View Full Version : Excel function help

01-04-2004, 06:34 PM

I have a value in a cell that looks something like "1234/567". I need to grab the numbers to the left of the slash ("/"). I can do this fine using this function:
However, if the value looks more like "5/5" Excel likes to convert it into a date like "5-May", and so I get an "#VALUE!" error in my function cell.

If I change the cell format to something else (like General or Text) I get the date's numerical value (something like 38112), which isn't what I want (seeing as the value wasn't a date to start with).

Is there a way to tell Excel to not automatically assume values that look like dates are dates?

To make things (possibly) more complicated, the values of the cells are coming from an external (eg I can't modify it) database, so I can't alter the cell type or anything like that beforehand (if that was a possible solution). I also can't just set the cell format to something beforehand either, as when the data is refreshed from the DB the cell formats are lost anyway.

Is there anything I can add just to my function to tell it that its not a date to start with? Or is there some other way of telling Excel that it's not a date?


01-04-2004, 06:37 PM
PS I'm using Excel 2003. Unsetting the option "Enable autocomplete for cell values" doesn't have any effect.


Russell D
01-04-2004, 07:10 PM
If "1234/567" and "5/5" appear on the screen as shown - they are text not values.
If you are entering the data, format the column as text first.

Your formula certainly works for both examples as text entries here in Excel 2002.


02-04-2004, 08:19 AM
> If "1234/567" and "5/5" appear on the screen as shown
> - they are text not values.

As I said, "5/5" is converted by Excel to be "5-May". The only way I have been able to get Excel to display "5/5" as that is to put a quote mark before it (to tell Excel it is a text entry), however this is not possible due to the data coming out of an external database. If Excel would display it as "5/5" I would not have any problems.


Russell D
02-04-2004, 10:30 AM
Unless you import the data from the database into a cell which has already been formatted as text it is not going to work as you want.

02-04-2004, 10:49 AM
try formating cell a1, ...format...cells..text, 5/5 will appear in the cell and not be converted into a date

02-04-2004, 11:49 AM
Excel is pretty obdurate about formatting its dates as it likes.

However, consider the following as a possible soultion to your problem:

Your entry in (say A1) of 5/5 will format to a date as you have found.
In B1 put =day(A1), which should give you 5 (although you may have to format B1 as 'general".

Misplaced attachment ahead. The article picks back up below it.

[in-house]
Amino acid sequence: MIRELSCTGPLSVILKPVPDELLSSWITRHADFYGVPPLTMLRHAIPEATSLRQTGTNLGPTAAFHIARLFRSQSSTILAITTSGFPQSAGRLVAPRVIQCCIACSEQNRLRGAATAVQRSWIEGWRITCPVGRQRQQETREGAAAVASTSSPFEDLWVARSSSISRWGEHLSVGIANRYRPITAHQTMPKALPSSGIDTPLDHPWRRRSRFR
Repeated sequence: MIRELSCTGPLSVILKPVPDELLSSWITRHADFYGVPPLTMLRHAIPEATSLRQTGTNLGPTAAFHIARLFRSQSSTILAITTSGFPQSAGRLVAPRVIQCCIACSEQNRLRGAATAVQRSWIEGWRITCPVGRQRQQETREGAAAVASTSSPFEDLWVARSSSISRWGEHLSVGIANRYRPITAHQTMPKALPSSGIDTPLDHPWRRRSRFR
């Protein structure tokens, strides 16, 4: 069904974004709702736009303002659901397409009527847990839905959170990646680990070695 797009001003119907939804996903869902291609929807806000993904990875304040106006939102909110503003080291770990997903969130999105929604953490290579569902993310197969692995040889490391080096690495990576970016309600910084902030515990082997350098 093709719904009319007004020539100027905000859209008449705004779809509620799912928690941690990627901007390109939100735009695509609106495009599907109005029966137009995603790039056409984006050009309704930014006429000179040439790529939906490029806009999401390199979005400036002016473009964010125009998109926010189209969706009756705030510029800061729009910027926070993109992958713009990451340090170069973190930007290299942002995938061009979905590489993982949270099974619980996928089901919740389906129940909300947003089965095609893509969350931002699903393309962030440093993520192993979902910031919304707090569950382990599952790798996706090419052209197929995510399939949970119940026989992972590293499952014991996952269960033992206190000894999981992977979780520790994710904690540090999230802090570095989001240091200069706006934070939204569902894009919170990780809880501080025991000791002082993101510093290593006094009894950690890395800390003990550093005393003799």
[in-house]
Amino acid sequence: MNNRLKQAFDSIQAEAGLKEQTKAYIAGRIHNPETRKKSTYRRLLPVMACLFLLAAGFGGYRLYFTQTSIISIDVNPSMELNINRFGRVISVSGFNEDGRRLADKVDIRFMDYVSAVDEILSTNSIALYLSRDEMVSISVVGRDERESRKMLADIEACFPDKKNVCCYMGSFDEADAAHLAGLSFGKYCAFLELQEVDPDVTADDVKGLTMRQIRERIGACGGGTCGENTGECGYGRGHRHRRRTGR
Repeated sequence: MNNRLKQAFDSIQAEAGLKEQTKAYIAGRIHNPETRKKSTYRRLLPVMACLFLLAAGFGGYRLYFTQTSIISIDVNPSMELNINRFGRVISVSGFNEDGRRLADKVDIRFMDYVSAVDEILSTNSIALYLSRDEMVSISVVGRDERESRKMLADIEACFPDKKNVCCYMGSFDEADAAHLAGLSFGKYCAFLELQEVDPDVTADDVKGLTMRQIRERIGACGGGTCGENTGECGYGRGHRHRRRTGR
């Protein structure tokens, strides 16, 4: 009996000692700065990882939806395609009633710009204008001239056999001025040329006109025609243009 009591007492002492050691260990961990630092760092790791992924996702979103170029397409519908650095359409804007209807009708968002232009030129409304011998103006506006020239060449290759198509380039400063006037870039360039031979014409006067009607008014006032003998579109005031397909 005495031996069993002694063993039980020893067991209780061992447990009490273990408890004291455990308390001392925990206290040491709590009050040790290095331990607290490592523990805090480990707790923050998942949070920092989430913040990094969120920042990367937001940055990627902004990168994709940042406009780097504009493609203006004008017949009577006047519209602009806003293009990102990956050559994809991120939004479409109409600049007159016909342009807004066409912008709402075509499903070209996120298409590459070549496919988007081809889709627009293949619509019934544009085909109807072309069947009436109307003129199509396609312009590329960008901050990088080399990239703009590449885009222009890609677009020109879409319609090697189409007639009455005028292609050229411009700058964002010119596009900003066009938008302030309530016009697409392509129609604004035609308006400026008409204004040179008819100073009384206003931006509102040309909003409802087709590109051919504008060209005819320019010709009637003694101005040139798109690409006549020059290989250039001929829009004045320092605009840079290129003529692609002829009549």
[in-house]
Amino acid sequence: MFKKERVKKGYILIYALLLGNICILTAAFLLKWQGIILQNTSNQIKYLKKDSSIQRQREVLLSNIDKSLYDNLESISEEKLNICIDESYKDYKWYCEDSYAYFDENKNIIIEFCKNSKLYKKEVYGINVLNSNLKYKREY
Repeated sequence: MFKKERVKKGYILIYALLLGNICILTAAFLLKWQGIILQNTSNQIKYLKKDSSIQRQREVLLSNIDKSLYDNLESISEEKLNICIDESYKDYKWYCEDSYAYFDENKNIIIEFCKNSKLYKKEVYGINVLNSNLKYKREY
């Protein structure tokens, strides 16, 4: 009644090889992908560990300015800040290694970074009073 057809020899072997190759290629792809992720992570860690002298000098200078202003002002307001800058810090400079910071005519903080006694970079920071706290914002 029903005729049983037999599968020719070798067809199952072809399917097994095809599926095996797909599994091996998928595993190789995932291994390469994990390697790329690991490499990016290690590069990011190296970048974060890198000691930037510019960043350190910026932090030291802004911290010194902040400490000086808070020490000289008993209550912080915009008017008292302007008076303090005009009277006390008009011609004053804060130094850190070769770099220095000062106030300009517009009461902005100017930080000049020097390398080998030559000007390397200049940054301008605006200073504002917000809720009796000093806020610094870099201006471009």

If your entry in A1 is not a number that excel can format as a date you should get an error in B1.

So you should be able to pick up what you want from either the A or B columns. I'm sure you can invent an efficient method, for doing this.

02-04-2004, 12:54 PM
This is a follow on from RUGILA's solution, but does it all in one step:


This negates the need to format the raw data from your database, and handles both data and non dates.

Hope this helps?

02-04-2004, 01:27 PM
Thanks Marlboro - helpful suggestion.

One further point, if you have something like 9/45, Excel is likely to convert this to 1 Sept 1945, so the =day() would give 1 instead of 9.

There's (nearly always) a workaround however, and if this sort of thing bothers your results you might include somewhere an IF statement like:

=if(year(A1)<> 2004, month(A1),day(A1)) or etc.

It should be easy to sort out any other bugs on similar lines.

05-04-2004, 10:27 AM
Thanks everyone for your replies... I've been away for the weekend, so I'll read through them all properly, and try them out, when I get home from work this evening. :)


05-04-2004, 11:10 AM
But just for completeness, a couple of further things:
1. I don't know how to prevent Excel from formatting things like 25/12 as Xmas day etc. I don't think it can be done. Even going into control panel and changing the system date separator makes no difference.
2. The approach I suggested is to recover the numbers you want AFTER Excel has automatically date-formatted them.
3. As far as I can tell, my above suggestions all work fine, EXCEPT that you may have to watch out for the special case where the number after the slash is 2004. That one's not hard to resolve tho' and I'm sure you won't have any trouble in sorting it out if need be - just find out what Excel actually does in this case.